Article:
In an unsurprising decision, a court of appeal held that CEQA claims may be asserted against an air quality management district.  Friends of Outlet Creek v. Mendocino County AQMD, (First Dist. Ct. App., No. A148508 (decided 3/23/17; ordered published 5/25/17)

The Mendocino County Air Quality Management District granted an “Authority to Construct” – a permit issued after the district determines a project will comply with air quality laws – for an asphalt production project. The district determined that no additional CEQA review was required in light of prior environmental review undertaken by the County.

Friends of Outlet Creek sued, claiming the district violated both CEQA and its own regulations in issuing the permit. The district demurred, contending that the only vehicle for bringing claims against an air district is Health & Safety Code section 40864, which states: “Judicial review may be had of a decision of [an air district] hearing board by filing a petition for a writ of mandate in accordance with Section 1094.5 of the Code of Civil Procedure.” The district contended this section did not authorize claims under CEQA.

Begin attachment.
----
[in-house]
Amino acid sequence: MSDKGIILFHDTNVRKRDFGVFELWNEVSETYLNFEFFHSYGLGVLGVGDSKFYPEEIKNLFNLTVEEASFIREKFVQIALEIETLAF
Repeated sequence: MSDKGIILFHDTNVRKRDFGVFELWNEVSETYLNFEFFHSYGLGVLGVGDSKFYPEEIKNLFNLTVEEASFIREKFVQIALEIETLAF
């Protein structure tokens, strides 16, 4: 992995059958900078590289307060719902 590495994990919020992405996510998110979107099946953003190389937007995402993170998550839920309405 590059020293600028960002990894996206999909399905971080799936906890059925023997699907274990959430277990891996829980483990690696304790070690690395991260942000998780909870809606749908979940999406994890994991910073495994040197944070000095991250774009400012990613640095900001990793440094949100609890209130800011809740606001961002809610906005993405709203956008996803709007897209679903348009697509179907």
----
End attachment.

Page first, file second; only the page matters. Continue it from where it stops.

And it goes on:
The court sided with Friends. It ruled that claims may be brought directly under CEQA, and that a petitioner need not invoke section 40864 to challenge an air district decision.  It noted “there is considerable precedent that air quality management districts can be sued for failing to comply with CEQA,” while “no case . . suggests that only Health and Safety Code section 40864 can be invoked in challenging an action by an air quality management district.” Moreover, the district had acknowledged that it has an obligation to comply with CEQA, in both its decision for the asphalt production project and in its regulations.

The court cautioned, however, that Friends could not obtain greater relief under CEQA than it could under section 40864. The remedy would be limited to a writ of mandate under CCP section 1094.5, and the case could be used only to address the validity of the district’s permit, not the county’s prior decisions related to the project.